Sharp Brains: Brain Fitness and Cognitive Health News

Neuroplasticity, Brain Fitness and Cognitive Health News


Mental stimulation: building a Brain/ Cognitive Reserve with novelty, variety and challenge

kThe cog­ni­tive or brain reserve hypoth­e­sis states that it is pos­si­ble to build up the brain’s resilience to neu­ronal dam­age and delay the onset of Alzheimer’s symp­toms. The con­cept of brain reserve stems from the repeat­ed obser­va­tion that the rela­tion­ship between clin­i­cal symp­toms and actu­al brain pathol­o­gy is not direct. For exam­ple, Katz­man and col­leagues (1989) described 10 cas­es of cog­ni­tive­ly nor­mal old­er adults who, at death, were dis­cov­ered to have advanced Alzheimer’s dis­ease pathol­o­gy in their brains. The researchers hypoth­e­sized that these indi­vid­u­als did not show symp­toms of Alzheimer’s because they had larg­er brains, that is more neu­rons. The idea is that hav­ing a larg­er reserve of neu­rons and abil­i­ties can off­set the loss­es caused by Alzheimer’s. The con­cept of cognitive/brain reserve is thus defined as the abil­i­ty of an indi­vid­ual to tol­er­ate pro­gres­sive brain pathol­o­gy (includ­ing Alzheimer’s plaques and tan­gles) with­out demon­strat­ing clin­i­cal cog­ni­tive symp­toms.

Sub­se­quent research has shown that fre­quent par­tic­i­pa­tion in men­tal­ly stim­u­lat­ing activ­i­ties reduces the risk of Alzheimer’s dis­ease, pos­si­bly by increas­ing brain reserve. As a con­se­quence, brain activ­i­ty or exer­cise in gen­er­al is hypoth­e­sized to help increase brain reserve.

In our view, brain train­ing is more than the stim­u­la­tion trig­gered by chal­leng­ing dai­ly activ­i­ties. We define brain train­ing as the struc­tured use of cog­ni­tive exer­cis­es aimed at improv­ing spe­cif­ic brain func­tions (see Chap­ter 3).

Rig­or­ous and tar­get­ed brain train­ing has been used in clin­i­cal prac­tice for many years as a way of help­ing patients recov­er­ing from the effects of trau­mat­ic brain injury, stroke, and oth­er neu­ro­log­i­cal dis­or­ders. It can help improve mem­o­ry, atten­tion, con­fi­dence and com­pe­tence, rea­son­ing skills, and even reduce anx­i­ety.

Past research out­side the clin­i­cal domain has shown that cog­ni­tive abil­i­ties can also be trained sys­tem­at­i­cal­ly in healthy indi­vid­u­als. Indi­vid­u­als trained in a spe­cif­ic task usu­al­ly will become bet­ter at this task (see for instance Willis et al., 2006 or Ball et al., 2002). What is even more impor­tant, such train­ing some­times has gen­er­al­ized effects improv­ing per­for­mance on oth­er, sim­i­lar tasks.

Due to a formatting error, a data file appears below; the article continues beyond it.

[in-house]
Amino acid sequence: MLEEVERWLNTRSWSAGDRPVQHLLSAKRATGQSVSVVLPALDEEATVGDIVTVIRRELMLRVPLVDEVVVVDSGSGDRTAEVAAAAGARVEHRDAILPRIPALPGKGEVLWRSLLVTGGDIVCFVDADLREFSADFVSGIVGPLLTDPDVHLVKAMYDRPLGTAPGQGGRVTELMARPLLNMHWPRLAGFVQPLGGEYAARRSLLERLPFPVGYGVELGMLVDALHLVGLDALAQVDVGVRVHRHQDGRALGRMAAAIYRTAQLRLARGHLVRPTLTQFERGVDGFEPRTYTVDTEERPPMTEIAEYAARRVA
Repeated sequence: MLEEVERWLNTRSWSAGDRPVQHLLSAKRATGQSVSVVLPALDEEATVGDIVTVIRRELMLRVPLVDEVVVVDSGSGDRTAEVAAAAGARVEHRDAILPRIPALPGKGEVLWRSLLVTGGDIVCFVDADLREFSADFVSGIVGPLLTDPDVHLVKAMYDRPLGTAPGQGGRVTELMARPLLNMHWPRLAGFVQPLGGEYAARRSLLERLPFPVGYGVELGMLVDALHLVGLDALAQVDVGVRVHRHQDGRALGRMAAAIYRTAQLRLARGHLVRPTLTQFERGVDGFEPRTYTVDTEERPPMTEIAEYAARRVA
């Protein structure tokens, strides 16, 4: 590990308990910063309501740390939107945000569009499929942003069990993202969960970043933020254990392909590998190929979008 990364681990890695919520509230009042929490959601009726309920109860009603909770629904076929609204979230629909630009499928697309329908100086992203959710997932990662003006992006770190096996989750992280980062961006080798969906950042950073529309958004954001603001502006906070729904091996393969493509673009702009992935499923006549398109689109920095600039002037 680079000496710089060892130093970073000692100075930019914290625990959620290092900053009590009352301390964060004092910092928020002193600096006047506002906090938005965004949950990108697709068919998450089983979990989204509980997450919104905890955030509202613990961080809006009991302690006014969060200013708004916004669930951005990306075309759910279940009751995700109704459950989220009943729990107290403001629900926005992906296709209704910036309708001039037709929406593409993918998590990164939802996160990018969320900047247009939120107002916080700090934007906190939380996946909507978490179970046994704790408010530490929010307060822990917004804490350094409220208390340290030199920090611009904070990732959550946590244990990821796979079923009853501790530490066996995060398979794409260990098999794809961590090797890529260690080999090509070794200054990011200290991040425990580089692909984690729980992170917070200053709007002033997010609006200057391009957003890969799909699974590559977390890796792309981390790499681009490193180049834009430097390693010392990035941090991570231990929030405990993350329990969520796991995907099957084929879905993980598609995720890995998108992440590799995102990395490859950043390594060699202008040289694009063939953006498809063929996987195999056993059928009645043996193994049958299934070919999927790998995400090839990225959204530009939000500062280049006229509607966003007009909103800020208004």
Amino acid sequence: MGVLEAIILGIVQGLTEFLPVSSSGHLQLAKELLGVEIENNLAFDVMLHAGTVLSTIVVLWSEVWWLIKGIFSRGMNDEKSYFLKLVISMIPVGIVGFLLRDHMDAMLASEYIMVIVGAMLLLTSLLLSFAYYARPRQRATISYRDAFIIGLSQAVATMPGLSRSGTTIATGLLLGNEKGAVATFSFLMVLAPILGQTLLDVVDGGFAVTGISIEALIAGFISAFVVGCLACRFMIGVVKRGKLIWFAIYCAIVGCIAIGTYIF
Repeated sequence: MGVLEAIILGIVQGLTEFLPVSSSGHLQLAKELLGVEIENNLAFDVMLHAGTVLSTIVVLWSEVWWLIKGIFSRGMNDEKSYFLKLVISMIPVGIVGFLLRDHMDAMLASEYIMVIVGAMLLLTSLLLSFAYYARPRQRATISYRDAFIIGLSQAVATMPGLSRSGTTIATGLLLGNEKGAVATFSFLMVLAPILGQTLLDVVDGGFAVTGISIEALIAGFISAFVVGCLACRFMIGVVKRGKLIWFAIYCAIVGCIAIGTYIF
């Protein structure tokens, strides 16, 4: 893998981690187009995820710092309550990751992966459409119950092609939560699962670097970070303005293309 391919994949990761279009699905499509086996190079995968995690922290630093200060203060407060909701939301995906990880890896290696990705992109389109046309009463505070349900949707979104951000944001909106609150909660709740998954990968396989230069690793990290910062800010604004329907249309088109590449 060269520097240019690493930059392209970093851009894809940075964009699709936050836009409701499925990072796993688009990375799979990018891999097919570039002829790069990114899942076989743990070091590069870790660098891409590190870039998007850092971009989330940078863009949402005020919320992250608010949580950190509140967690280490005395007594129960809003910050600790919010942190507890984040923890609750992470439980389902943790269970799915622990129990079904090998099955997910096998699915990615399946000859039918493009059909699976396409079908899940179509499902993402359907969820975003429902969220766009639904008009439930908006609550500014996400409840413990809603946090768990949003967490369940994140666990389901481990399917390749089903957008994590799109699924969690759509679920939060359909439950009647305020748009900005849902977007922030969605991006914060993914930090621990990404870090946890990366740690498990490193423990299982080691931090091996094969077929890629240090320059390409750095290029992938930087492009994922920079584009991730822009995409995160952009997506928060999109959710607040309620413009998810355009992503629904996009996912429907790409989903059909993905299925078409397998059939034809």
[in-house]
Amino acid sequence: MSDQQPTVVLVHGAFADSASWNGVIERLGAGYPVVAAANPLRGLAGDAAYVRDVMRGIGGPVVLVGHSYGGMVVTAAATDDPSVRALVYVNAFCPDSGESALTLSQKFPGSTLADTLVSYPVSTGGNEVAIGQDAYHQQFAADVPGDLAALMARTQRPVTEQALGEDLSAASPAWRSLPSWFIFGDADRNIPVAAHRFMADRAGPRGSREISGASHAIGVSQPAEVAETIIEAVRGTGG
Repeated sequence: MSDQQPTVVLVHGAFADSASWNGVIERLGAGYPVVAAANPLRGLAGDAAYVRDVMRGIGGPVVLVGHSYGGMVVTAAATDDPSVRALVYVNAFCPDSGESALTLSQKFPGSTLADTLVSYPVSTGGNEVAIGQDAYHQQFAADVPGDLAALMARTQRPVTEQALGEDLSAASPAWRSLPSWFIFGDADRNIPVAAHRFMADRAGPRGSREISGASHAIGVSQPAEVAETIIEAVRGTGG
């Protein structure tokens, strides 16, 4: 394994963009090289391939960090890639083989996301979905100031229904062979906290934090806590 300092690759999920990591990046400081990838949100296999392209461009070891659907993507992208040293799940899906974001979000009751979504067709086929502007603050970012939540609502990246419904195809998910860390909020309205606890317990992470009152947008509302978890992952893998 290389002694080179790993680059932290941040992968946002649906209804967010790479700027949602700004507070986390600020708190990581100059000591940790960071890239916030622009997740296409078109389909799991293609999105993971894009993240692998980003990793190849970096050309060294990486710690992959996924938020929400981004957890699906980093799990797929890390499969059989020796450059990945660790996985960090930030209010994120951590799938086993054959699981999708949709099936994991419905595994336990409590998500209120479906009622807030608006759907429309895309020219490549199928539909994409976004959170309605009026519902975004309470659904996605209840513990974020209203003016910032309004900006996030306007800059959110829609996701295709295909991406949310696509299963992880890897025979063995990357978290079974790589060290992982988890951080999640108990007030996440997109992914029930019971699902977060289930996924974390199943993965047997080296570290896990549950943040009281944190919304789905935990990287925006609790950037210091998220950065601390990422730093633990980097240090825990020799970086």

Although it has been long thought that “you can­not teach old dogs new tricks, many stud­ies show that cog­ni­tion can be trained at all ages. In par­tic­u­lar, many stud­ies have shown that mid­dle age indi­vid­u­als as well as old­er indi­vid­u­als can learn tech­niques to boost their mem­o­ry (see for exam­ple Brooks et al., 1999; Der­winger et al., 2003 or the meta-analy­sis pub­lished by Ver­haeghen et al. in 1992).

If we could sum­ma­rize a vari­ety of research fields and find­ings into a few use­ful guide­lines, we would say that ¨good¨ brain exer­cise requires vari­ety, chal­lenge and nov­el­ty.  Read the guide­lines below.

Var­ied, nov­el and chal­leng­ing exer­cis­es will nec­es­sar­i­ly induce learn­ing. Learn­ing is crit­i­cal. When one learns a new fact or a new way of accom­plish­ing a task, neu­rons and synaps­es “ con­nec­tions “ in the brain change. This is neu­ro­plas­tic­i­ty as defined ear­ly. The changes asso­ci­at­ed with learn­ing may help increase one’s brain reserve, con­tribut­ing to gen­er­al brain health.

Learn­ing and chang­ing is nev­er easy. This requires effort. As Dr. James Zull points out learn­ing and chang­ing require get­ting out of our com­fort zones. Often, the fear of fail­ing is a key obsta­cle to learn­ing.

Recipe for a good men­tal exer­cise

  • Vari­ety: Exces­sive spe­cial­iza­tion is not the best strat­e­gy for long-term brain health. A bet­ter strat­e­gy is to stim­u­late the mul­ti­ple func­tions of the brain. This can be done by cre­at­ing a men­tal work­out cir­cuit sim­i­lar to a phys­i­cal exer­cise cir­cuit in a health club since our brains are com­posed of mul­ti­ple struc­tures with mul­ti­ple func­tions.
  • Chal­lenge:  The goal is to be exposed to increas­ing lev­els of chal­lenge, so that a task nev­er becomes too easy or rou­tine.
  • Nov­el­ty:  Try­ing new things is impor­tant since very impor­tant parts of the brain, such as the pre­frontal cor­tex, are most­ly exer­cised when we learn to mas­ter new cog­ni­tive chal­lenges.

These are the recipe for a good men­tal exer­cise

Keep learn­ing by read­ing more arti­cles in the Resources sec­tion, and also please con­sid­er join­ing our free month­ly Brain Fit­ness eNewslet­ter

This new online resource is based on the con­tent from the book The Sharp­Brains Guide to Brain Fit­ness (May 2009, $19.95), by Alvaro Fer­nan­dez and Dr. Elkhonon Gold­berg.

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